Sudden alcohol intolerance is an inherited metabolic disorder in which the metabolism or breaking down of alcohol is altered. Due to these changes in metabolism, your face starts to become red, and you would feel warm and nauseous even with a negligible amount of alcohol. It is a condition that can be genetically transferred from one generation to the next. It could appear as soon as you start drinking or might also occur later in life.
It is also important to note that alcohol intolerance is not the same as being intoxicated or drunk.
Alcohol intolerance does not mean you have become drunk faster or drinking less alcohol. It is a different condition altogether.
A study found that the prevalence of alcohol intolerance is about 7.2% in general. The study also found it more common in women than men. It is also seen more in people of Asian origin. A few risk factors worsen the symptoms of the condition, like being asthmatic and having a condition called Hodgkin's lymphoma.
Is it the Same as Alcohol Allergy?
Sudden alcohol intolerance can sometimes be confused with alcohol allergy, but these two are very different conditions.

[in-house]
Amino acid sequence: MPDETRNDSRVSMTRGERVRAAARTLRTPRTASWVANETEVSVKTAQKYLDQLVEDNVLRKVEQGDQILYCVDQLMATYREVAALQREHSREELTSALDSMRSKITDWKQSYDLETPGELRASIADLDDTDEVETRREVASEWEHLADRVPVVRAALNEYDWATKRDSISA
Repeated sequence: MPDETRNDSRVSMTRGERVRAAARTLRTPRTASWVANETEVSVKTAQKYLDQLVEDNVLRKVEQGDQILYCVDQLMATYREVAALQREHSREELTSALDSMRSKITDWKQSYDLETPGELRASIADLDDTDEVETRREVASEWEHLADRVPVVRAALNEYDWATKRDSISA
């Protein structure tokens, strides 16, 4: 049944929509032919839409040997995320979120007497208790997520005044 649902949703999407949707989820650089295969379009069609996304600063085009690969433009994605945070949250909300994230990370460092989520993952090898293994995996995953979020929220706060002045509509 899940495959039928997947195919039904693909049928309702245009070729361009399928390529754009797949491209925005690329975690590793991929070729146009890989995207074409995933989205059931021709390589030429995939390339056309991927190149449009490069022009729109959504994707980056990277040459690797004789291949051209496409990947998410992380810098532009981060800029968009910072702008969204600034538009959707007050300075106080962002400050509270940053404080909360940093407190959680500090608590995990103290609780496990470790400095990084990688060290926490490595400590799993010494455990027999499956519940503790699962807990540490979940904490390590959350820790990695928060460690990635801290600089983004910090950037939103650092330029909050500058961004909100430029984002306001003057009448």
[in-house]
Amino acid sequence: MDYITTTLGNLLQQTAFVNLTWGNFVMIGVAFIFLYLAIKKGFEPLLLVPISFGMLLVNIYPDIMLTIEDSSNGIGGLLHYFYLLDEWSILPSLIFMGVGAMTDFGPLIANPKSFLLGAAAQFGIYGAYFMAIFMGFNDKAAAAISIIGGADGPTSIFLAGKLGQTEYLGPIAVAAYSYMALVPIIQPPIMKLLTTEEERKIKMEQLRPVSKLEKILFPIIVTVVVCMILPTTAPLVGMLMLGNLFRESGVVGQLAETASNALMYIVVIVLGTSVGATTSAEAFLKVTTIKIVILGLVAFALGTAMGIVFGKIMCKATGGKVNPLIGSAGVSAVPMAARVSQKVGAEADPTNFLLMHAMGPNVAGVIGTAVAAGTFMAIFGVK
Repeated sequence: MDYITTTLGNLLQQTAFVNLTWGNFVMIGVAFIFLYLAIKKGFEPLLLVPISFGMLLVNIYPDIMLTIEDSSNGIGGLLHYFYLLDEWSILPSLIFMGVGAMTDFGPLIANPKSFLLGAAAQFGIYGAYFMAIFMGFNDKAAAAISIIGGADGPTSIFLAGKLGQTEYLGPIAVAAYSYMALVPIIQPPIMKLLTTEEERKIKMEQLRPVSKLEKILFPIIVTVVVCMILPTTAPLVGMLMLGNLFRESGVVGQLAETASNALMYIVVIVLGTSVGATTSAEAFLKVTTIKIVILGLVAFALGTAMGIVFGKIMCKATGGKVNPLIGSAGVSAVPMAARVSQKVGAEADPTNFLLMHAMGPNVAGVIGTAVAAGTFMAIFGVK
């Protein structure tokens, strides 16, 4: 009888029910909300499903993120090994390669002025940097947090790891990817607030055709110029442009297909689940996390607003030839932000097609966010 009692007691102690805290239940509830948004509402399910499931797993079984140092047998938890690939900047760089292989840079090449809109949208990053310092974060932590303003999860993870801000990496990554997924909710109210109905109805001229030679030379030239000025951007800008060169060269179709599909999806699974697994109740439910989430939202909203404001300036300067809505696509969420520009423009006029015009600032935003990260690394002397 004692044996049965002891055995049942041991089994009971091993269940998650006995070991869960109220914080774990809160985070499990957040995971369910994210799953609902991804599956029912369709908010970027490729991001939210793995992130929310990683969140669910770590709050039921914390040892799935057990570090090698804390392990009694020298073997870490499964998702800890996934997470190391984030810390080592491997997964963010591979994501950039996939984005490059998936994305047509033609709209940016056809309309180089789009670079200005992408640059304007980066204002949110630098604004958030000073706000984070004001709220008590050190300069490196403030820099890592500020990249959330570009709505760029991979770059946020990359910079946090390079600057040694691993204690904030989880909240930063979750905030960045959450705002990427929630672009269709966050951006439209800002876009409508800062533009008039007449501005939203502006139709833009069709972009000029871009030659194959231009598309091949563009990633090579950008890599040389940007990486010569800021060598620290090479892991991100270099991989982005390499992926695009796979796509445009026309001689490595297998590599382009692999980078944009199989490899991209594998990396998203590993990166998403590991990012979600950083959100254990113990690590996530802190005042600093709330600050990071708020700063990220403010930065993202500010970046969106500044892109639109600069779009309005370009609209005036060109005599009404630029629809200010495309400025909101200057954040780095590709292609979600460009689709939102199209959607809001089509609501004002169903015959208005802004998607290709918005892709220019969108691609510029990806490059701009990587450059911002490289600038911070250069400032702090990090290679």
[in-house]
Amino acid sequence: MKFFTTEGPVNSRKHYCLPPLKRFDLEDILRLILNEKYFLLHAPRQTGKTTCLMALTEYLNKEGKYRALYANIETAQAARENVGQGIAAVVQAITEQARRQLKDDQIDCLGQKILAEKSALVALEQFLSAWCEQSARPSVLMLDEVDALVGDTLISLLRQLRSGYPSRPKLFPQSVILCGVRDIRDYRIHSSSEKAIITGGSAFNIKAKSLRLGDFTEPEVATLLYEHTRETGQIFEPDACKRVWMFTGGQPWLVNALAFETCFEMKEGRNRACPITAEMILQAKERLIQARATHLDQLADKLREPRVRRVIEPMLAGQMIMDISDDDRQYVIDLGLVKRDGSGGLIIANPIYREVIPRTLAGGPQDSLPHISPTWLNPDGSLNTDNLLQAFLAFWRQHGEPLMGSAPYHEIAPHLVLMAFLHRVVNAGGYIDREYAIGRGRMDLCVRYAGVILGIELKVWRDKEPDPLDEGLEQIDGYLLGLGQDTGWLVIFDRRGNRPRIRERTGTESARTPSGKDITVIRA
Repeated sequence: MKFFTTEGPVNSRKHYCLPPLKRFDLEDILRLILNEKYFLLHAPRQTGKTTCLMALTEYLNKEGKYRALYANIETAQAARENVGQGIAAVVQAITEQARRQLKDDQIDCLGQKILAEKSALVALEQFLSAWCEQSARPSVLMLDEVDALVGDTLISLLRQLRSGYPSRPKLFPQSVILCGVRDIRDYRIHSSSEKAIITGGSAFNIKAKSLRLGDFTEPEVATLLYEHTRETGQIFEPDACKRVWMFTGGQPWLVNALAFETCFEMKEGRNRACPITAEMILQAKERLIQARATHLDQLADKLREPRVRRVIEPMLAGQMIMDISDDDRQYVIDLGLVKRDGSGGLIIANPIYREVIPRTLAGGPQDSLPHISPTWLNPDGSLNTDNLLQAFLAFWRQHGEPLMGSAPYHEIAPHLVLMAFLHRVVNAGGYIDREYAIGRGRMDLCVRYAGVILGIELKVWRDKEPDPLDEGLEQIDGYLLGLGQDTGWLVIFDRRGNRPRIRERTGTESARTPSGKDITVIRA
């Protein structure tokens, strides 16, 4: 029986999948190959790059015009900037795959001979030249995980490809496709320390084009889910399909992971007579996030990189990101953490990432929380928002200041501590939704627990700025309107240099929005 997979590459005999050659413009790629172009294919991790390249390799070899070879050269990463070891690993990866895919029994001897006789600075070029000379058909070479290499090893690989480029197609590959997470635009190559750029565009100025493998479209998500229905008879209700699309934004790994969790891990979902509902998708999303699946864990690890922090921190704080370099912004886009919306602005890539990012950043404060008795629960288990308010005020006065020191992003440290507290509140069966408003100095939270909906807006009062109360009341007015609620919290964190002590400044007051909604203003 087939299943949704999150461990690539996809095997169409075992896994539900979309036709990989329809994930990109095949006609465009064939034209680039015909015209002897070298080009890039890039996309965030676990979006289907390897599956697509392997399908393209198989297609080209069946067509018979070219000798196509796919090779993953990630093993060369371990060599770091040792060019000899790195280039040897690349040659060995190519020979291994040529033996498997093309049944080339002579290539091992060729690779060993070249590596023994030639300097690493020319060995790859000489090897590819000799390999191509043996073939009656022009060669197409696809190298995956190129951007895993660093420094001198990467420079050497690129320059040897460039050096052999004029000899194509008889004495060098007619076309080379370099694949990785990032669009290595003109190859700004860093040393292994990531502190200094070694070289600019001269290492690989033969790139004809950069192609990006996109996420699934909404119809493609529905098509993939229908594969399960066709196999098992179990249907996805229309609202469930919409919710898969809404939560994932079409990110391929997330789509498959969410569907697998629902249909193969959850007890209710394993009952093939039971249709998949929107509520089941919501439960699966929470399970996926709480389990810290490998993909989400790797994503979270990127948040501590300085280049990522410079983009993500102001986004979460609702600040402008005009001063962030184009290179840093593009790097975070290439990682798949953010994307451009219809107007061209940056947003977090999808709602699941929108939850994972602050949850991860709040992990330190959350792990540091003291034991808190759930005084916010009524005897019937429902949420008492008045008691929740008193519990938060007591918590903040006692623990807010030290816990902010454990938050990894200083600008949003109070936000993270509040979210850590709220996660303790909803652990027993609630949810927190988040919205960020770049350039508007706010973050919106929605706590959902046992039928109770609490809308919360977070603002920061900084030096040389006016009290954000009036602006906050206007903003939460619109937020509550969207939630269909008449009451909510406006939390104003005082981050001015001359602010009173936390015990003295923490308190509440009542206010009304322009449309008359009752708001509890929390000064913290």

Alcohol inheritance is a genetic condition with a disorder in the metabolism or digestion of alcohol. Because of this, toxic products like acetaldehyde accumulated are the reason for the unpleasant alcohol intolerance symptoms you experience.
Alcohol allergy is a disorder related to the immune system. The immune system might overreact to one or multiple ingredients of alcohol. The ingredient might be alcohol, grain, or preservatives.
The symptoms of alcohol allergy are rashes, itchiness, swelling, and severe stomach cramps. Both these conditions can develop nausea, but the hallmark of alcohol intolerance is the flushing of the skin of the face, neck, or chest. Alcohol allergy can also be life-threatening if left untreated, and symptoms associated with alcohol allergy are usually more severe and painful than sudden alcohol intolerance.